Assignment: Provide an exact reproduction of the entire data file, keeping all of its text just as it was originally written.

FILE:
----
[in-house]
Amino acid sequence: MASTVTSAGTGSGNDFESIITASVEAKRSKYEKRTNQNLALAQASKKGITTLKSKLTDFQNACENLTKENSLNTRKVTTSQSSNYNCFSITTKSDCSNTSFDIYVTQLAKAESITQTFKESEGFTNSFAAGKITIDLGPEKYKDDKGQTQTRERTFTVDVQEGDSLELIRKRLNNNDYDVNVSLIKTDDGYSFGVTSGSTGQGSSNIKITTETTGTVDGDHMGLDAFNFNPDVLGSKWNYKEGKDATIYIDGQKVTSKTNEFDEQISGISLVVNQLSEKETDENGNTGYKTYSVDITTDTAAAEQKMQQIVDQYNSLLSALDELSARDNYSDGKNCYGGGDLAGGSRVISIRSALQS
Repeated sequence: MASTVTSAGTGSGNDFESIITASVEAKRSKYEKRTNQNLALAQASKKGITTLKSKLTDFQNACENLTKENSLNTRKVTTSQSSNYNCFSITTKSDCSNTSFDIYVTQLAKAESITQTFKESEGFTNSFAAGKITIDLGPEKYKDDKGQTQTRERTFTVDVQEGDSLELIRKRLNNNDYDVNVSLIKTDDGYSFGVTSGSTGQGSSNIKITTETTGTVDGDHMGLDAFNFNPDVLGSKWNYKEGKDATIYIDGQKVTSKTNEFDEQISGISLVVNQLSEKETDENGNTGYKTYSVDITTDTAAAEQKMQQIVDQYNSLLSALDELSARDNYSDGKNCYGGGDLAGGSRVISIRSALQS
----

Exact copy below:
[in-house]
Amino acid sequence: MASTVTSAGTGSGNDFESIITASVEAKRSKYEKRTNQNLALAQASKKGITTLKSKLTDFQNACENLTKENSLNTRKVTTSQSSNYNCFSITTKSDCSNTSFDIYVTQLAKAESITQTFKESEGFTNSFAAGKITIDLGPEKYKDDKGQTQTRERTFTVDVQEGDSLELIRKRLNNNDYDVNVSLIKTDDGYSFGVTSGSTGQGSSNIKITTETTGTVDGDHMGLDAFNFNPDVLGSKWNYKEGKDATIYIDGQKVTSKTNEFDEQISGISLVVNQLSEKETDENGNTGYKTYSVDITTDTAAAEQKMQQIVDQYNSLLSALDELSARDNYSDGKNCYGGGDLAGGSRVISIRSALQS
Repeated sequence: MASTVTSAGTGSGNDFESIITASVEAKRSKYEKRTNQNLALAQASKKGITTLKSKLTDFQNACENLTKENSLNTRKVTTSQSSNYNCFSITTKSDCSNTSFDIYVTQLAKAESITQTFKESEGFTNSFAAGKITIDLGPEKYKDDKGQTQTRERTFTVDVQEGDSLELIRKRLNNNDYDVNVSLIKTDDGYSFGVTSGSTGQGSSNIKITTETTGTVDGDHMGLDAFNFNPDVLGSKWNYKEGKDATIYIDGQKVTSKTNEFDEQISGISLVVNQLSEKETDENGNTGYKTYSVDITTDTAAAEQKMQQIVDQYNSLLSALDELSARDNYSDGKNCYGGGDLAGGSRVISIRSALQS